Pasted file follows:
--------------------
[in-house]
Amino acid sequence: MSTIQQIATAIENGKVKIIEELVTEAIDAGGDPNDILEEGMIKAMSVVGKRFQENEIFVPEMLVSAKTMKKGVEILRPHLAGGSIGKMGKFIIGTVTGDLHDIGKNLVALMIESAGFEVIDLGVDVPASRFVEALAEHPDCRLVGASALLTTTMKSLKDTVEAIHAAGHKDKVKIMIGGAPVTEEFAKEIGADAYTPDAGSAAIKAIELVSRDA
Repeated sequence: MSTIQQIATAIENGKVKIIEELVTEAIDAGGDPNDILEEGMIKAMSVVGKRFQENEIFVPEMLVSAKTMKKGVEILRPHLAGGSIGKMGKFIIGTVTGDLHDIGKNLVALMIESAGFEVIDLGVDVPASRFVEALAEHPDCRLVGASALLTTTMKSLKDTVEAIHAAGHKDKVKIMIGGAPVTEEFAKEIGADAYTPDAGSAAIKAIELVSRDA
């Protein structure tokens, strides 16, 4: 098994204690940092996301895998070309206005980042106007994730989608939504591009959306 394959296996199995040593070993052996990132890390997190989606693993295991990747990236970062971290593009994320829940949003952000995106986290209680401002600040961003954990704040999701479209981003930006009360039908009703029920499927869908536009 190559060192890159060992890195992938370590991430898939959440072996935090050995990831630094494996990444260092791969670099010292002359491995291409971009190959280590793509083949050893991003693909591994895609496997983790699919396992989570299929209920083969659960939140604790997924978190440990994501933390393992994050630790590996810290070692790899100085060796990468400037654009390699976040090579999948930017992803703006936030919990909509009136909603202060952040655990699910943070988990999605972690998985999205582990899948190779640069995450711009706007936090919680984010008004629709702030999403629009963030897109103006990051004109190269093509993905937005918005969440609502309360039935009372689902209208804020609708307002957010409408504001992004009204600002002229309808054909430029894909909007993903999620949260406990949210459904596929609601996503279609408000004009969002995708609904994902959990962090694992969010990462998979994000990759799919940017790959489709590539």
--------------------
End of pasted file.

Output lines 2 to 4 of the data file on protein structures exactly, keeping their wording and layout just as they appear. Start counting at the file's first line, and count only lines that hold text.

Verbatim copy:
Amino acid sequence: MSTIQQIATAIENGKVKIIEELVTEAIDAGGDPNDILEEGMIKAMSVVGKRFQENEIFVPEMLVSAKTMKKGVEILRPHLAGGSIGKMGKFIIGTVTGDLHDIGKNLVALMIESAGFEVIDLGVDVPASRFVEALAEHPDCRLVGASALLTTTMKSLKDTVEAIHAAGHKDKVKIMIGGAPVTEEFAKEIGADAYTPDAGSAAIKAIELVSRDA
Repeated sequence: MSTIQQIATAIENGKVKIIEELVTEAIDAGGDPNDILEEGMIKAMSVVGKRFQENEIFVPEMLVSAKTMKKGVEILRPHLAGGSIGKMGKFIIGTVTGDLHDIGKNLVALMIESAGFEVIDLGVDVPASRFVEALAEHPDCRLVGASALLTTTMKSLKDTVEAIHAAGHKDKVKIMIGGAPVTEEFAKEIGADAYTPDAGSAAIKAIELVSRDA
């Protein structure tokens, strides 16, 4: 098994204690940092996301895998070309206005980042106007994730989608939504591009959306 394959296996199995040593070993052996990132890390997190989606693993295991990747990236970062971290593009994320829940949003952000995106986290209680401002600040961003954990704040999701479209981003930006009360039908009703029920499927869908536009 190559060192890159060992890195992938370590991430898939959440072996935090050995990831630094494996990444260092791969670099010292002359491995291409971009190959280590793509083949050893991003693909591994895609496997983790699919396992989570299929209920083969659960939140604790997924978190440990994501933390393992994050630790590996810290070692790899100085060796990468400037654009390699976040090579999948930017992803703006936030919990909509009136909603202060952040655990699910943070988990999605972690998985999205582990899948190779640069995450711009706007936090919680984010008004629709702030999403629009963030897109103006990051004109190269093509993905937005918005969440609502309360039935009372689902209208804020609708307002957010409408504001992004009204600002002229309808054909430029894909909007993903999620949260406990949210459904596929609601996503279609408000004009969002995708609904994902959990962090694992969010990462998979994000990759799919940017790959489709590539």